Last week we prosecuted the importance of visit:drive time ratio for the on-the-road B2B sales team…with specific focus on the drive time denominator. In fact I put out there for your consideration, 8 quick steps to calculate your sales rep/territory managers drive time between customers/prospects (sales team productivity). Now to the numerator … visit time.
Somewhat obviously , the denominator – drive time is all about efficiency. Within the constraints in which you operate, eg proportional mix of regional vs metro of the customer base, and the geographic concentrations of those customers, drive time is all about reduction, streamlining and efficiencies. Visit time used to be about a mixture of efficiency and effectiveness, pre GFC. Fair to say, in those good old days the efficiency part of the mix was probably dominant for many, ie do more and more visits and become more and more successful as a result. Of more recent times, the visit duration consideration pendulum has swung towards effectiveness dominance.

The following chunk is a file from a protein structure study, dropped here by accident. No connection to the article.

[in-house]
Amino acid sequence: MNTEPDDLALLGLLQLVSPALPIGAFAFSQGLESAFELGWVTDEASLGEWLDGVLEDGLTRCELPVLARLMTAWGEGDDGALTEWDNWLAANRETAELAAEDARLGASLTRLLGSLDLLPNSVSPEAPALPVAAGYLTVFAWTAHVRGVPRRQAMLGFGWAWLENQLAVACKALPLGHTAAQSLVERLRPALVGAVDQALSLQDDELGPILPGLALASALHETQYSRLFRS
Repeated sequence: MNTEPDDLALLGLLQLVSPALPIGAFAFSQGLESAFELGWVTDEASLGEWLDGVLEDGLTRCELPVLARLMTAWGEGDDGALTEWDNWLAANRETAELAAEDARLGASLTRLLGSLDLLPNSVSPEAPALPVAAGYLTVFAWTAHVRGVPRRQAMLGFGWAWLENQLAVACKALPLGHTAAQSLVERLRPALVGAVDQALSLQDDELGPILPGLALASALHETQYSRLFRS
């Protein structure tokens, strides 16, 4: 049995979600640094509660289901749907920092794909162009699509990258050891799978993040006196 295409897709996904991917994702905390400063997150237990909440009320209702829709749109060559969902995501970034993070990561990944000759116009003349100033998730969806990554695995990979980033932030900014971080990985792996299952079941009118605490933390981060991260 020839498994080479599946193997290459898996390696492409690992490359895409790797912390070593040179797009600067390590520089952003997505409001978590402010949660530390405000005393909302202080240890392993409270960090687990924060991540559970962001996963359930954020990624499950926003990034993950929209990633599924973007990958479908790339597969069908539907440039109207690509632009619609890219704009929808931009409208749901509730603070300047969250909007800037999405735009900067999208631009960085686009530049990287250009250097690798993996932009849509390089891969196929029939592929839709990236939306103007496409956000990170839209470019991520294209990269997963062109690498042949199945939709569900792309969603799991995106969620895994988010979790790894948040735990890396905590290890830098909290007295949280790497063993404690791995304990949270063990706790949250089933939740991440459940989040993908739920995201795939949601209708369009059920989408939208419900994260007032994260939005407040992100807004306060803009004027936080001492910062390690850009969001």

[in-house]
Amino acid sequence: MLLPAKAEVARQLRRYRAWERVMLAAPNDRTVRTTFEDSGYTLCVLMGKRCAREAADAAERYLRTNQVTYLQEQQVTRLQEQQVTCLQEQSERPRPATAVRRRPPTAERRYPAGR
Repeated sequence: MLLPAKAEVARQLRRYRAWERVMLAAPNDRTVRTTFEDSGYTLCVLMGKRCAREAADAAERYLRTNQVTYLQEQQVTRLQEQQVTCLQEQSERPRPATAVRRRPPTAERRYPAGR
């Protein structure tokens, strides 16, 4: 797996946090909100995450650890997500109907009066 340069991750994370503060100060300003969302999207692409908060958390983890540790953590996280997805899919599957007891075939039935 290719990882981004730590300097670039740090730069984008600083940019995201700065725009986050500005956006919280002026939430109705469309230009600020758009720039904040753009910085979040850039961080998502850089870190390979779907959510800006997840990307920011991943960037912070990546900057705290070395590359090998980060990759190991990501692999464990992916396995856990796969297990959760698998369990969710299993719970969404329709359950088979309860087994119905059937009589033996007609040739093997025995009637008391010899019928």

Against the reality in which most mature industry B2B sales teams find themselves, ie trying to remain relevant and adding value in a world where the customer perceives they need and value the assigned sales team member less and less, more and more visits may no longer be the key to success for the mobile Sales Exec. For many such sales orgs, the key to success may, paradoxically lie in apportioning a smaller part of the valuable visit time afforded by the customer to the actual selling of widgets and wares. Investing more and more time on adding value to the customer as the trusted advisor, executing The Challenger Sale principles, running partnership programs, are likely to be the keys to success. And this requires a different mindset in the setting of visit duration benchmarks, when compared to the mindset required for “more and more visits = success” with the major airtime component being the flogging of widgets and wares.
Add to that the overlay in regards to non-F2F mechanisms for accessing key customers, as it also relates to the ‘right” benchmark visit duration. Come back next week to read more about that.